We have these oversized checks. I know you don't have microphones right down here, but that's what the governor has opted to do. He will give the oversized checks in front of this podium, and then there will be an opportunity for you to question, to your heart's content, the jackpot winner, any member of his family, back behind the podium.

Afterward -- bear in mind, we haven't had this many people cover our jackpot winners. I have some information sheets I'm going to hand out, both on the winner and some backdrops and bullet points for your information for things that have happened in West Virginia, the revenue picture, how much the jackpot is, what it is after taxes, what the taxes were, those kinds of things.

We have had eight, including today's jackpot winners, in the multistate game. Several of those have been from Powerball. The earlier ones were with Lotto America. West Virginia was one of the flagship states that helped get Lotto America off the ground back in the '80s. I think it was 1988. We really did it for a couple of reasons. One, states were having some difficulty financially. There were rumors about a national lottery and, of course, states like to have control over their own funds. So several of us, as lottery states, decided to go together and have the money that is earned in each state stay in each state to benefit the appropriations for each state, but that we would pool nationally the money for a larger jackpot. The bigger the prize, the better your sales. And in West Virginia, with fewer than 2 million people, it's very difficult to have a very large jackpot. We were finding that it was hit quickly, and then it was forever in growing up. It was rare that we had a $1 million jackpot.

So what we did is join and contributed to a jackpot fund, but we maintained control of all of the profits. The money that was earned in each state stayed in each state.

It grew from Lotto America to a change to Powerball where we had a top cash prize for those states that didn't have regular -- because of population. You know, the odds of every ticket are exactly the same. It is one of the things we've been saying that verifies this.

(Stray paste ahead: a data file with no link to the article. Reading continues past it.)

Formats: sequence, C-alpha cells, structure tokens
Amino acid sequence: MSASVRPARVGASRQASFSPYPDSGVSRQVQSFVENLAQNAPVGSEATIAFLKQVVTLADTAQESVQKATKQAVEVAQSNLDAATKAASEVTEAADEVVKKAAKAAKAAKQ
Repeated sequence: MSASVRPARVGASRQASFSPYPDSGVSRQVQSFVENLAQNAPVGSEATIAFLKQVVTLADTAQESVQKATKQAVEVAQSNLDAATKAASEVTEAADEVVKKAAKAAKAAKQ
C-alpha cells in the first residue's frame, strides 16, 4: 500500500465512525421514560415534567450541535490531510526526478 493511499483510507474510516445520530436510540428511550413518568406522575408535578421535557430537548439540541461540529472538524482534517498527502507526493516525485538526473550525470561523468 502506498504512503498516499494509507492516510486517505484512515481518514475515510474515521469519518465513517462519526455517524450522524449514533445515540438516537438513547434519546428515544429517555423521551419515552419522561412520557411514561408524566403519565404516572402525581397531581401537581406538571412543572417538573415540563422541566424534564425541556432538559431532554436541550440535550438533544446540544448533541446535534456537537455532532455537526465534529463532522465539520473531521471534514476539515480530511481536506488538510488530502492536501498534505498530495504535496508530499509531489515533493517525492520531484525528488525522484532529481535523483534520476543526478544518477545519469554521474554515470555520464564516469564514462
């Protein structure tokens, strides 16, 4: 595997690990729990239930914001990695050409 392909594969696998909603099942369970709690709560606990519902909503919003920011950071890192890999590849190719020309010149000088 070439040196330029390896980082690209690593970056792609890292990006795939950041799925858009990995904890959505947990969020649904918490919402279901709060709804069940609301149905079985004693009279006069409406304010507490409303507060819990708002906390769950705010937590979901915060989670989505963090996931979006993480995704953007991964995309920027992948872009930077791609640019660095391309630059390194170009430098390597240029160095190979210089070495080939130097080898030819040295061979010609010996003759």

In a small state, often I have gotten questions about, Why are all the winners out West? Why don't we have more winners? And I've explained up until now that we have had seven, and I will reiterate them.

I've had very articulate, educated people call me and say, Well, now that there are so many people playing, how does that change the odds? Well, the odds don't change. The odds are exactly the same for every single ticket purchased, regardless of the retailer, the state from which it's purchased.

Clearly, you will hear of more winners in areas of greater population just because of the numbers of people participating. So if we had a lot of members in the multistate group, there are 25, including the Virgin Islands and including the District of Columbia. It doesn't really matter where you buy your ticket. And this...

PHILLIPS: You are listening to Nancy Bulla with the West Virginia Lottery coming to you live from Charleston, West Virginia. Probably around 3:00 Eastern time, we will -- you will finally meet the actual Powerball winner, but she's giving us a little pre- information to the big information. This is what she tells us, the winner of the Powerball, 55-years-old, married, one daughter, one granddaughter. He's the president of three construction corporations. He's planning on giving a lot of the money to his church, the Church of God, also to his family. He hopes to invest some also.

Also, been wanting to buy a helicopter. And he may be thinking about doing that now, in addition to expanding his business. He's not going to quit work, and he is going to take the cash option -- cash option, $170 million bucks and a little bit more. They are going to wire transfer it to him.